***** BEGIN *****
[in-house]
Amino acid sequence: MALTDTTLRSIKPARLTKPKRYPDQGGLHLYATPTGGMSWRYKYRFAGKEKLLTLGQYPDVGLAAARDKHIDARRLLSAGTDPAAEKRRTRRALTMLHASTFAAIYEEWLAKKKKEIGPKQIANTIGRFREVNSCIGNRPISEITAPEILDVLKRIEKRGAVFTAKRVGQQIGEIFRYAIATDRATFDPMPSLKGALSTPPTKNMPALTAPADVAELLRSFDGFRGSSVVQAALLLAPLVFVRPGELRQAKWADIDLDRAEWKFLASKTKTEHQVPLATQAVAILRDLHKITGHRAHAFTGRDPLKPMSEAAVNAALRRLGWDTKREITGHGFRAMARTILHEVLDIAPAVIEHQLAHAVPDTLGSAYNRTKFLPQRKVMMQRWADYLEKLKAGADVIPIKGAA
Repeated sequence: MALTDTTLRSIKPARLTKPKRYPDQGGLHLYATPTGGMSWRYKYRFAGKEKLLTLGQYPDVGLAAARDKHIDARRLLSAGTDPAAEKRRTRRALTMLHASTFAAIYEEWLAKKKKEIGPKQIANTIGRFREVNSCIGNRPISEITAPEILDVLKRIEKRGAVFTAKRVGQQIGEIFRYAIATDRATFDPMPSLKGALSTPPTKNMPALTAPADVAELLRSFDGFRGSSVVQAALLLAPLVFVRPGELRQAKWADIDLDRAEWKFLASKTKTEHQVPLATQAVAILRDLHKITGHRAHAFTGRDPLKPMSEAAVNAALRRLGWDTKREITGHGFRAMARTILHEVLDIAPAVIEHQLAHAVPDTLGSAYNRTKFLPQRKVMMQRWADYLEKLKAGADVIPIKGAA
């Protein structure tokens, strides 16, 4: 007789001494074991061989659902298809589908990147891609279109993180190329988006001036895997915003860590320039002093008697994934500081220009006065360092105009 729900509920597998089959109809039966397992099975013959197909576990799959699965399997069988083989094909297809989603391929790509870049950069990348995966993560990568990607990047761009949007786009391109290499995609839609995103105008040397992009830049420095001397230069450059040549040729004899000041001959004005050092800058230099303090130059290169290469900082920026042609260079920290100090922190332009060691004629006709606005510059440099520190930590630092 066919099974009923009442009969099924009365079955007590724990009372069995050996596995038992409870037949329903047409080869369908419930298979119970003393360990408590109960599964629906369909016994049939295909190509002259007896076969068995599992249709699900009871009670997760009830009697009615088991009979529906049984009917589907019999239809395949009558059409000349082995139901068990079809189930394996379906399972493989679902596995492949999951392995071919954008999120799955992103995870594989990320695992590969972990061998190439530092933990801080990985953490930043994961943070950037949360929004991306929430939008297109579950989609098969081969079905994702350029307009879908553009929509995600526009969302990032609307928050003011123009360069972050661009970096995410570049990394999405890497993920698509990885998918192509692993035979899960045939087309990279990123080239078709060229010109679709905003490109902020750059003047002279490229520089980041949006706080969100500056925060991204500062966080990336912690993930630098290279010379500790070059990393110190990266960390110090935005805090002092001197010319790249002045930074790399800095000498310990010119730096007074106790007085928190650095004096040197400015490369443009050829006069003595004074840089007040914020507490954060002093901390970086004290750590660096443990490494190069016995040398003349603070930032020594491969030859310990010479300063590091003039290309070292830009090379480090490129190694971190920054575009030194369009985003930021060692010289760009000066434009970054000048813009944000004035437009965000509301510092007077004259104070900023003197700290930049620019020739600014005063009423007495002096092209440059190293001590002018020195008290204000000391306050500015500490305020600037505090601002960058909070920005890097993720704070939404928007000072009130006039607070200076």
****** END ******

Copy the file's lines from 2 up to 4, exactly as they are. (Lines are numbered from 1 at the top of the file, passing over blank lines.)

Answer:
Amino acid sequence: MALTDTTLRSIKPARLTKPKRYPDQGGLHLYATPTGGMSWRYKYRFAGKEKLLTLGQYPDVGLAAARDKHIDARRLLSAGTDPAAEKRRTRRALTMLHASTFAAIYEEWLAKKKKEIGPKQIANTIGRFREVNSCIGNRPISEITAPEILDVLKRIEKRGAVFTAKRVGQQIGEIFRYAIATDRATFDPMPSLKGALSTPPTKNMPALTAPADVAELLRSFDGFRGSSVVQAALLLAPLVFVRPGELRQAKWADIDLDRAEWKFLASKTKTEHQVPLATQAVAILRDLHKITGHRAHAFTGRDPLKPMSEAAVNAALRRLGWDTKREITGHGFRAMARTILHEVLDIAPAVIEHQLAHAVPDTLGSAYNRTKFLPQRKVMMQRWADYLEKLKAGADVIPIKGAA
Repeated sequence: MALTDTTLRSIKPARLTKPKRYPDQGGLHLYATPTGGMSWRYKYRFAGKEKLLTLGQYPDVGLAAARDKHIDARRLLSAGTDPAAEKRRTRRALTMLHASTFAAIYEEWLAKKKKEIGPKQIANTIGRFREVNSCIGNRPISEITAPEILDVLKRIEKRGAVFTAKRVGQQIGEIFRYAIATDRATFDPMPSLKGALSTPPTKNMPALTAPADVAELLRSFDGFRGSSVVQAALLLAPLVFVRPGELRQAKWADIDLDRAEWKFLASKTKTEHQVPLATQAVAILRDLHKITGHRAHAFTGRDPLKPMSEAAVNAALRRLGWDTKREITGHGFRAMARTILHEVLDIAPAVIEHQLAHAVPDTLGSAYNRTKFLPQRKVMMQRWADYLEKLKAGADVIPIKGAA
């Protein structure tokens, strides 16, 4: 007789001494074991061989659902298809589908990147891609279109993180190329988006001036895997915003860590320039002093008697994934500081220009006065360092105009 729900509920597998089959109809039966397992099975013959197909576990799959699965399997069988083989094909297809989603391929790509870049950069990348995966993560990568990607990047761009949007786009391109290499995609839609995103105008040397992009830049420095001397230069450059040549040729004899000041001959004005050092800058230099303090130059290169290469900082920026042609260079920290100090922190332009060691004629006709606005510059440099520190930590630092 066919099974009923009442009969099924009365079955007590724990009372069995050996596995038992409870037949329903047409080869369908419930298979119970003393360990408590109960599964629906369909016994049939295909190509002259007896076969068995599992249709699900009871009670997760009830009697009615088991009979529906049984009917589907019999239809395949009558059409000349082995139901068990079809189930394996379906399972493989679902596995492949999951392995071919954008999120799955992103995870594989990320695992590969972990061998190439530092933990801080990985953490930043994961943070950037949360929004991306929430939008297109579950989609098969081969079905994702350029307009879908553009929509995600526009969302990032609307928050003011123009360069972050661009970096995410570049990394999405890497993920698509990885998918192509692993035979899960045939087309990279990123080239078709060229010109679709905003490109902020750059003047002279490229520089980041949006706080969100500056925060991204500062966080990336912690993930630098290279010379500790070059990393110190990266960390110090935005805090002092001197010319790249002045930074790399800095000498310990010119730096007074106790007085928190650095004096040197400015490369443009050829006069003595004074840089007040914020507490954060002093901390970086004290750590660096443990490494190069016995040398003349603070930032020594491969030859310990010479300063590091003039290309070292830009090379480090490129190694971190920054575009030194369009985003930021060692010289760009000066434009970054000048813009944000004035437009965000509301510092007077004259104070900023003197700290930049620019020739600014005063009423007495002096092209440059190293001590002018020195008290204000000391306050500015500490305020600037505090601002960058909070920005890097993720704070939404928007000072009130006039607070200076």